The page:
If you are feeling anything like the way I am lately, the rate and scale at which everything is changing is so disorienting and destabilizing that it sometimes feels nearly impossible to figure out which end is up. The upheaval can feel like being sucked up into a storm. There is nothing but a roar of noise. Everything is being ripped up and thrown around by violent, unpredictable forces. And there is no time to consider your next move because of the constant need to react, react, react.

For people like you, charged with making governance decisions, this is a tough place to find yourselves. Identifying orientation points becomes an even more urgent matter than it is normally, since it is difficult (to say the least) to consider options before you’ve even been able to figure out where you are. What is there to do about this?

Because the House of Deputies is a deliberative body that is charged with a task that is simultaneously legislative and theological, it can and should avail itself of the tools of discernment that inform any inquiry with a theological character.

Theologians, and particularly Anglican theologians like us, have long understood scripture, reason, and tradition to be our primary tools in that regard. These are the best ways of grounding and guiding theological decision-making.

Lately, I’ve been thinking quite a bit about the last of these three: tradition. Before considering how it can help us think more clearly about making good decisions in an environment in massive flux, it’s important to get clear on what the term “tradition” means. What exactly is tradition? And how is it best used?

In general, everyday use, “tradition” refers to items, actions, and processes that are intended or simply come to be repeated over time and, in so doing, provide a group with a common identity. The size of the group can vary. Nations have traditions, but so do families. Even a single person can speak of a personal tradition, having a particular meal for lunch on their birthday each year, say. The group defined by a collection of traditional objects and performances can actually be called a tradition itself — in our case, we have the Christian tradition, and within that, the Anglican tradition, and within that, the Episcopal Church tradition. So, we need to be clear about which tradition we have in view when we call something traditional.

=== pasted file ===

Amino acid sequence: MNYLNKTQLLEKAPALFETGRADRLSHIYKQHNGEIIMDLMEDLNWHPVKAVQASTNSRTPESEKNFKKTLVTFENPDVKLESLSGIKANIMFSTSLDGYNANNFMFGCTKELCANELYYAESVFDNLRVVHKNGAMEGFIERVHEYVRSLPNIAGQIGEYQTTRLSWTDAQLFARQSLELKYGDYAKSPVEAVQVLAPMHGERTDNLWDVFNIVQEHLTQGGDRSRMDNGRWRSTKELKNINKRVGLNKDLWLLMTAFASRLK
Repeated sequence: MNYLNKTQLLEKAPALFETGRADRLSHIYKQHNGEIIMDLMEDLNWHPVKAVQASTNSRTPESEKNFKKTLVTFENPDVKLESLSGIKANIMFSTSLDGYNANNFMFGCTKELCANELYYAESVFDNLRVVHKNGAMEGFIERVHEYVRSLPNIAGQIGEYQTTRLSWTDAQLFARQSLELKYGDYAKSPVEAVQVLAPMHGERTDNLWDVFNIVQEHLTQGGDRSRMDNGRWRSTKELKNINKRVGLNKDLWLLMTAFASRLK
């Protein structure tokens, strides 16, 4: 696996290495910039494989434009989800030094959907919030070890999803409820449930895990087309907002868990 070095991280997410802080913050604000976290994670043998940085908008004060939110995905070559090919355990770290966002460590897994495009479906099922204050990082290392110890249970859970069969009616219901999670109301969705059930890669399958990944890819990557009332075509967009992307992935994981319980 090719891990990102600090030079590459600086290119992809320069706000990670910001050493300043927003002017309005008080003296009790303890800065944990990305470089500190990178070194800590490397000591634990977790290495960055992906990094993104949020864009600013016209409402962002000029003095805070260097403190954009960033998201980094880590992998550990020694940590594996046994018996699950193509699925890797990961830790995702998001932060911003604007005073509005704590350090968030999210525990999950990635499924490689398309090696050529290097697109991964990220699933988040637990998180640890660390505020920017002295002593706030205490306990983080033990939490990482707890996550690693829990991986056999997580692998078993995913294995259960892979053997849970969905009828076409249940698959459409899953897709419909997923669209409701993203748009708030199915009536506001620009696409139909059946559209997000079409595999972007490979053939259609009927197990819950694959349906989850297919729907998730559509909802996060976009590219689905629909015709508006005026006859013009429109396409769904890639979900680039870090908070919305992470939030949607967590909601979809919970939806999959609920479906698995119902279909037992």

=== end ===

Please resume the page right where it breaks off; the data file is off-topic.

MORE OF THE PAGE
Tradition is important because it can be an anchor in a rough sea of change. Traditions carry our identities and transmit them to those who come after us. They remind us who we are and what we are about. By looking to the traditions that form us, we obtain useful aids in making decisions about the sort of future we want to have. This is an important good that attention to tradition provides.

The temptation, however, can be to allow “what has (always?) been” to do much more than keep our corporate identity at the forefront of our collective mind. We sometimes let tradition dictate with various degrees of precision and exactitude how we can and should perform that identity. Tradition then becomes a kind of traditionalism, an attempt to weather the storm of change by fiercely refusing to be moved by its winds much at all.

There is, though, a “middle way” (a good, old via media!) between throwing out tradition and traditions as irrelevant, on the one hand, and of seeking to preserve them more or less unchanged, on the other. And that’s what I’ve been mulling over recently, trying to think of useful approaches to avoiding those extremes, to make sure that we as the Episcopal Church avail ourselves of the wisdom of our tradition without unduly limiting ourselves to a small range of possibilities for living that wisdom out within our church and our world.

One concept I’m testing is the idea of making a theological distinction between “tradition” and “custom.” I’ve been thinking of tradition as that without which we would not and could not be who we are, and of custom as the things we do because we’ve done so for ages and find them congenial, pleasant, and meaningful, but that, upon reflection, we can see do not actually constitute our core identity, even though they enrich our lives of faiths. I wonder if this distinction can help us when making decisions about the kind of church we want to be. It becomes clearer that navigating change effectively is going to mean staying fiercely true to the core tradition that makes us who we are while holding the particular customs by which we’ve lived out that identity up to this point with a lighter hand.

Of course, this raises an obvious question: which are the things that we should see as tradition and which are best thought of as custom? I am not sure. But if the attempt to make the distinction between the two as a means of coming to greater clarity on navigating the changes we are living through is worth undertaking, having an honest theological conversation about that will be crucially important for us.

In the meantime, as legislators for our church, thinking about what you and the people you represent consider to be our tradition versus our various sets of customs might help you with the theological discernment ahead of you as members of the House.